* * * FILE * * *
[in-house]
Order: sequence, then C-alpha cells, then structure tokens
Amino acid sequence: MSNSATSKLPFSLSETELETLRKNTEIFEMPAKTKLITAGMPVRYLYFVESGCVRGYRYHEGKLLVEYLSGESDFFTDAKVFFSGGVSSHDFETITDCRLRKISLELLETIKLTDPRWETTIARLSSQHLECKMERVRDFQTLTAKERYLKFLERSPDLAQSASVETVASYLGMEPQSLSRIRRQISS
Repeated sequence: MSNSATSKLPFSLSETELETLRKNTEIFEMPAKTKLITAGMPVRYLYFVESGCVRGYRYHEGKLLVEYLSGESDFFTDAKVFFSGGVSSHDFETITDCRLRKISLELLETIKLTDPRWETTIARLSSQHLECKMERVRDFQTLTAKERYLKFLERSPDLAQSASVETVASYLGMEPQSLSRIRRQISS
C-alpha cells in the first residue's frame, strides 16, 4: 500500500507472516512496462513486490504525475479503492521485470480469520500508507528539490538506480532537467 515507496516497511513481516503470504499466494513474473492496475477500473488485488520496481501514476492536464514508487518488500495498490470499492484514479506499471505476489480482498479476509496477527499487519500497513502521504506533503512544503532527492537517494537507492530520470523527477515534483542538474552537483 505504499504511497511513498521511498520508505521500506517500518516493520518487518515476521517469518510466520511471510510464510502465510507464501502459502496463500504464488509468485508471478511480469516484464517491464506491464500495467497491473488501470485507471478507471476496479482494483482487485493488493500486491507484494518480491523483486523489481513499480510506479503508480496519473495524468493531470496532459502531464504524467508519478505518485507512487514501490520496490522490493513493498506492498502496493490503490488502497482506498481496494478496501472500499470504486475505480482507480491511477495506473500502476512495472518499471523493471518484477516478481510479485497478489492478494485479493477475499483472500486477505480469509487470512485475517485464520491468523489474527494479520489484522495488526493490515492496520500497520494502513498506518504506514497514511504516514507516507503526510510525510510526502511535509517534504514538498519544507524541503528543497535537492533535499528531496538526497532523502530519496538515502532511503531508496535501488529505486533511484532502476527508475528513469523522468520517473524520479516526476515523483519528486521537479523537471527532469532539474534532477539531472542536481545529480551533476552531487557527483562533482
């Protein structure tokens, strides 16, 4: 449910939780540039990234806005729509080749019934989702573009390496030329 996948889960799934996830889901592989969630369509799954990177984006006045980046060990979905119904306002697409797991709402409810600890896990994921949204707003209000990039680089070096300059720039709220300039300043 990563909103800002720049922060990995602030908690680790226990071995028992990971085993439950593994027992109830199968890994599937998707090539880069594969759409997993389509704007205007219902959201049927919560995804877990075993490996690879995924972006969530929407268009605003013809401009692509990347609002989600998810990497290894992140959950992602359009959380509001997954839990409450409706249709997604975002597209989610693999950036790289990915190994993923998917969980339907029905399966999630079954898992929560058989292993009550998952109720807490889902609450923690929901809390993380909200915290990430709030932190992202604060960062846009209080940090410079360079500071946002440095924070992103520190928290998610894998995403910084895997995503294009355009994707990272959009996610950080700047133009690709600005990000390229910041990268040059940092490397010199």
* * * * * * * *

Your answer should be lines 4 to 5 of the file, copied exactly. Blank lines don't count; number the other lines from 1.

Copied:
Repeated sequence: MSNSATSKLPFSLSETELETLRKNTEIFEMPAKTKLITAGMPVRYLYFVESGCVRGYRYHEGKLLVEYLSGESDFFTDAKVFFSGGVSSHDFETITDCRLRKISLELLETIKLTDPRWETTIARLSSQHLECKMERVRDFQTLTAKERYLKFLERSPDLAQSASVETVASYLGMEPQSLSRIRRQISS
C-alpha cells in the first residue's frame, strides 16, 4: 500500500507472516512496462513486490504525475479503492521485470480469520500508507528539490538506480532537467 515507496516497511513481516503470504499466494513474473492496475477500473488485488520496481501514476492536464514508487518488500495498490470499492484514479506499471505476489480482498479476509496477527499487519500497513502521504506533503512544503532527492537517494537507492530520470523527477515534483542538474552537483 505504499504511497511513498521511498520508505521500506517500518516493520518487518515476521517469518510466520511471510510464510502465510507464501502459502496463500504464488509468485508471478511480469516484464517491464506491464500495467497491473488501470485507471478507471476496479482494483482487485493488493500486491507484494518480491523483486523489481513499480510506479503508480496519473495524468493531470496532459502531464504524467508519478505518485507512487514501490520496490522490493513493498506492498502496493490503490488502497482506498481496494478496501472500499470504486475505480482507480491511477495506473500502476512495472518499471523493471518484477516478481510479485497478489492478494485479493477475499483472500486477505480469509487470512485475517485464520491468523489474527494479520489484522495488526493490515492496520500497520494502513498506518504506514497514511504516514507516507503526510510525510510526502511535509517534504514538498519544507524541503528543497535537492533535499528531496538526497532523502530519496538515502532511503531508496535501488529505486533511484532502476527508475528513469523522468520517473524520479516526476515523483519528486521537479523537471527532469532539474534532477539531472542536481545529480551533476552531487557527483562533482